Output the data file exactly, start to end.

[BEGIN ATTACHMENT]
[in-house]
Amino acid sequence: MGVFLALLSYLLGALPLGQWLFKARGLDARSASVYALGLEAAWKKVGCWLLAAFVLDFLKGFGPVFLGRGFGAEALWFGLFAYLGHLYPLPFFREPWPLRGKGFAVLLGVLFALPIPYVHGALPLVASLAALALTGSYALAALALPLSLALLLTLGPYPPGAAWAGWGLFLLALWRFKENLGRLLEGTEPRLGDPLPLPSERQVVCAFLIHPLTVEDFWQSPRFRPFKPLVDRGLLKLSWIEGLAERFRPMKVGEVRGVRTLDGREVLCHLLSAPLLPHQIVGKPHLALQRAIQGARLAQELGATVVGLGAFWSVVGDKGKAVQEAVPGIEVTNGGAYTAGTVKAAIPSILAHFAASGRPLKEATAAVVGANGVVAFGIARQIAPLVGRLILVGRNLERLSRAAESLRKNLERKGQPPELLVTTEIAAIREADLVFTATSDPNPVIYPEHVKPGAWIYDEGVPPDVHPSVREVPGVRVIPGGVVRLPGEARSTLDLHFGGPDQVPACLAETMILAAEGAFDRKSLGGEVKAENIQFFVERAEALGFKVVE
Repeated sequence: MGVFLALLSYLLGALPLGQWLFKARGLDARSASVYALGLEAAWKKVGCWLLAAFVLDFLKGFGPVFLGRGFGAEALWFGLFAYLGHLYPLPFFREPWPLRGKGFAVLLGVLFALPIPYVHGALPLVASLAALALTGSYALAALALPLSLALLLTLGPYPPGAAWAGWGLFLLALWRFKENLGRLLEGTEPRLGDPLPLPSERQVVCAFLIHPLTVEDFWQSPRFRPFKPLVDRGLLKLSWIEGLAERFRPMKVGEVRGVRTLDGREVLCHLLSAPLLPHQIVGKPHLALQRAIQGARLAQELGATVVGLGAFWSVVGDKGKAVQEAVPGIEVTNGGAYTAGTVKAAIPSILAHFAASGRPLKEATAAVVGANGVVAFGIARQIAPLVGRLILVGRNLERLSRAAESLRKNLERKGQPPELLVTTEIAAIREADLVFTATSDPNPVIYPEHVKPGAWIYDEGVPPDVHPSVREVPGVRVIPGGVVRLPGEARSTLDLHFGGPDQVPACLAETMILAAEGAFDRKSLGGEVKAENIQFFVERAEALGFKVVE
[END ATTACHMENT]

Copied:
[in-house]
Amino acid sequence: MGVFLALLSYLLGALPLGQWLFKARGLDARSASVYALGLEAAWKKVGCWLLAAFVLDFLKGFGPVFLGRGFGAEALWFGLFAYLGHLYPLPFFREPWPLRGKGFAVLLGVLFALPIPYVHGALPLVASLAALALTGSYALAALALPLSLALLLTLGPYPPGAAWAGWGLFLLALWRFKENLGRLLEGTEPRLGDPLPLPSERQVVCAFLIHPLTVEDFWQSPRFRPFKPLVDRGLLKLSWIEGLAERFRPMKVGEVRGVRTLDGREVLCHLLSAPLLPHQIVGKPHLALQRAIQGARLAQELGATVVGLGAFWSVVGDKGKAVQEAVPGIEVTNGGAYTAGTVKAAIPSILAHFAASGRPLKEATAAVVGANGVVAFGIARQIAPLVGRLILVGRNLERLSRAAESLRKNLERKGQPPELLVTTEIAAIREADLVFTATSDPNPVIYPEHVKPGAWIYDEGVPPDVHPSVREVPGVRVIPGGVVRLPGEARSTLDLHFGGPDQVPACLAETMILAAEGAFDRKSLGGEVKAENIQFFVERAEALGFKVVE
Repeated sequence: MGVFLALLSYLLGALPLGQWLFKARGLDARSASVYALGLEAAWKKVGCWLLAAFVLDFLKGFGPVFLGRGFGAEALWFGLFAYLGHLYPLPFFREPWPLRGKGFAVLLGVLFALPIPYVHGALPLVASLAALALTGSYALAALALPLSLALLLTLGPYPPGAAWAGWGLFLLALWRFKENLGRLLEGTEPRLGDPLPLPSERQVVCAFLIHPLTVEDFWQSPRFRPFKPLVDRGLLKLSWIEGLAERFRPMKVGEVRGVRTLDGREVLCHLLSAPLLPHQIVGKPHLALQRAIQGARLAQELGATVVGLGAFWSVVGDKGKAVQEAVPGIEVTNGGAYTAGTVKAAIPSILAHFAASGRPLKEATAAVVGANGVVAFGIARQIAPLVGRLILVGRNLERLSRAAESLRKNLERKGQPPELLVTTEIAAIREADLVFTATSDPNPVIYPEHVKPGAWIYDEGVPPDVHPSVREVPGVRVIPGGVVRLPGEARSTLDLHFGGPDQVPACLAETMILAAEGAFDRKSLGGEVKAENIQFFVERAEALGFKVVE